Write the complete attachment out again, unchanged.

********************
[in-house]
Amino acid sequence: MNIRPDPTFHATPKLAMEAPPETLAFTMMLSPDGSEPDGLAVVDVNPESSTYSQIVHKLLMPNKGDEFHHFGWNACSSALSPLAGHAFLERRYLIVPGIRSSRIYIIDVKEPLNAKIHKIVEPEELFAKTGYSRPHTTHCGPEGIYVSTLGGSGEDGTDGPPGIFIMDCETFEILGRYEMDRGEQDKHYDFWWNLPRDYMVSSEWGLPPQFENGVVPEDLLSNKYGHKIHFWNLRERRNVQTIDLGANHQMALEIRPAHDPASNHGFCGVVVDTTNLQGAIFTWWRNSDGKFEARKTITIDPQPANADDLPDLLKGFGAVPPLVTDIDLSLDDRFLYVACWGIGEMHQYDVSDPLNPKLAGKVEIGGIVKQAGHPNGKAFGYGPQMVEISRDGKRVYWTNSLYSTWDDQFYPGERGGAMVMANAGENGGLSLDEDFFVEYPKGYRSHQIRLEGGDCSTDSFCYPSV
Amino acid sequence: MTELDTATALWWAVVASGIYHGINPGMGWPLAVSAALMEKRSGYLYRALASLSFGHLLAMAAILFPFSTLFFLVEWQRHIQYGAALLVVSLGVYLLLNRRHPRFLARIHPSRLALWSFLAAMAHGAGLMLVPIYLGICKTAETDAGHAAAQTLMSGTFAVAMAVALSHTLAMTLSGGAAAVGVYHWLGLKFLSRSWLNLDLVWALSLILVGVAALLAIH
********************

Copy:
[in-house]
Amino acid sequence: MNIRPDPTFHATPKLAMEAPPETLAFTMMLSPDGSEPDGLAVVDVNPESSTYSQIVHKLLMPNKGDEFHHFGWNACSSALSPLAGHAFLERRYLIVPGIRSSRIYIIDVKEPLNAKIHKIVEPEELFAKTGYSRPHTTHCGPEGIYVSTLGGSGEDGTDGPPGIFIMDCETFEILGRYEMDRGEQDKHYDFWWNLPRDYMVSSEWGLPPQFENGVVPEDLLSNKYGHKIHFWNLRERRNVQTIDLGANHQMALEIRPAHDPASNHGFCGVVVDTTNLQGAIFTWWRNSDGKFEARKTITIDPQPANADDLPDLLKGFGAVPPLVTDIDLSLDDRFLYVACWGIGEMHQYDVSDPLNPKLAGKVEIGGIVKQAGHPNGKAFGYGPQMVEISRDGKRVYWTNSLYSTWDDQFYPGERGGAMVMANAGENGGLSLDEDFFVEYPKGYRSHQIRLEGGDCSTDSFCYPSV
Amino acid sequence: MTELDTATALWWAVVASGIYHGINPGMGWPLAVSAALMEKRSGYLYRALASLSFGHLLAMAAILFPFSTLFFLVEWQRHIQYGAALLVVSLGVYLLLNRRHPRFLARIHPSRLALWSFLAAMAHGAGLMLVPIYLGICKTAETDAGHAAAQTLMSGTFAVAMAVALSHTLAMTLSGGAAAVGVYHWLGLKFLSRSWLNLDLVWALSLILVGVAALLAIH